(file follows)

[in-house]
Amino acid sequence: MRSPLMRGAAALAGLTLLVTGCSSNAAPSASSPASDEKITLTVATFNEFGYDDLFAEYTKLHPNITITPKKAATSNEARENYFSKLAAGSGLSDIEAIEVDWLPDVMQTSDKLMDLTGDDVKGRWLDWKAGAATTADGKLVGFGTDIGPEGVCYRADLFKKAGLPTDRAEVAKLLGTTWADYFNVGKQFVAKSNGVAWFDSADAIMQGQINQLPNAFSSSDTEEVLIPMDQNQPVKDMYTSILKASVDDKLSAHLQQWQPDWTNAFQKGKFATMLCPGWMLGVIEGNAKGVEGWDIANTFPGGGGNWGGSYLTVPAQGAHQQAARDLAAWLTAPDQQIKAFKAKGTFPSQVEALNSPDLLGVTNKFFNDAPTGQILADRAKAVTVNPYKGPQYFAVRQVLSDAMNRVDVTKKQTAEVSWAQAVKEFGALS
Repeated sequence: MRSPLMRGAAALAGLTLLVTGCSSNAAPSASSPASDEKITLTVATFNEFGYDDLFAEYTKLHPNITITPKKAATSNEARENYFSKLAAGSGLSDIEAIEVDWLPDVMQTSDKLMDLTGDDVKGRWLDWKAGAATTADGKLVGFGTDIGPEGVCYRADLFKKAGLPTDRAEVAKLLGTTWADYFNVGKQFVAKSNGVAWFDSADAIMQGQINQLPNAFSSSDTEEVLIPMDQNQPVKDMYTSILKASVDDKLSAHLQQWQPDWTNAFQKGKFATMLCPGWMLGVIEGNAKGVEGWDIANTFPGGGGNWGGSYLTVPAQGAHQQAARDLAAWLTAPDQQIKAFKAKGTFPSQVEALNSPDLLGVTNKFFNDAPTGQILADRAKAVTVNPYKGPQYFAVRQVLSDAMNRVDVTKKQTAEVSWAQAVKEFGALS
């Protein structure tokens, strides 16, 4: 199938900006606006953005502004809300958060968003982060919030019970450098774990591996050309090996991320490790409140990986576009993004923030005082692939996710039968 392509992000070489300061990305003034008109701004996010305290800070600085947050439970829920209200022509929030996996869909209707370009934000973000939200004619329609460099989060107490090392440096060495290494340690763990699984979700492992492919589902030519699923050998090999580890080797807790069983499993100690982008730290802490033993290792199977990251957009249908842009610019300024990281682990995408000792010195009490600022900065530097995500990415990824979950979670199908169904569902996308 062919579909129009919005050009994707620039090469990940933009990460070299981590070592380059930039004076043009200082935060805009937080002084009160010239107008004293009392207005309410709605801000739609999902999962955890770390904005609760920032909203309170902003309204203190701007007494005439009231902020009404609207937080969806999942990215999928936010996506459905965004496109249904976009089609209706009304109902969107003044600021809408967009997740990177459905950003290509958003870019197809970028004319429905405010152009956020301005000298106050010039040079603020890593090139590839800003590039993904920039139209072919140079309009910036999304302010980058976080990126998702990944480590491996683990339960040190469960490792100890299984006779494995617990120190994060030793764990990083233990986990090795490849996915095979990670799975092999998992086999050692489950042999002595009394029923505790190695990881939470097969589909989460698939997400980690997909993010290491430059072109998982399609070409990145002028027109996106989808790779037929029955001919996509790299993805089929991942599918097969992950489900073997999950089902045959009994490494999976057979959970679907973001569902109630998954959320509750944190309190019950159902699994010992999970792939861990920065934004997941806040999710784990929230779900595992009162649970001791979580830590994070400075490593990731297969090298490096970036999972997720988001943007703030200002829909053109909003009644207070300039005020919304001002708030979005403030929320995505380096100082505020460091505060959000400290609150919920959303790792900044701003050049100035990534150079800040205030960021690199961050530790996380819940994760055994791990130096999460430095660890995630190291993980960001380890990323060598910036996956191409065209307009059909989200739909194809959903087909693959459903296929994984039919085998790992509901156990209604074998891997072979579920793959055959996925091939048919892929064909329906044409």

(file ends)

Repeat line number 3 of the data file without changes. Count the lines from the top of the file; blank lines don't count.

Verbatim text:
Repeated sequence: MRSPLMRGAAALAGLTLLVTGCSSNAAPSASSPASDEKITLTVATFNEFGYDDLFAEYTKLHPNITITPKKAATSNEARENYFSKLAAGSGLSDIEAIEVDWLPDVMQTSDKLMDLTGDDVKGRWLDWKAGAATTADGKLVGFGTDIGPEGVCYRADLFKKAGLPTDRAEVAKLLGTTWADYFNVGKQFVAKSNGVAWFDSADAIMQGQINQLPNAFSSSDTEEVLIPMDQNQPVKDMYTSILKASVDDKLSAHLQQWQPDWTNAFQKGKFATMLCPGWMLGVIEGNAKGVEGWDIANTFPGGGGNWGGSYLTVPAQGAHQQAARDLAAWLTAPDQQIKAFKAKGTFPSQVEALNSPDLLGVTNKFFNDAPTGQILADRAKAVTVNPYKGPQYFAVRQVLSDAMNRVDVTKKQTAEVSWAQAVKEFGALS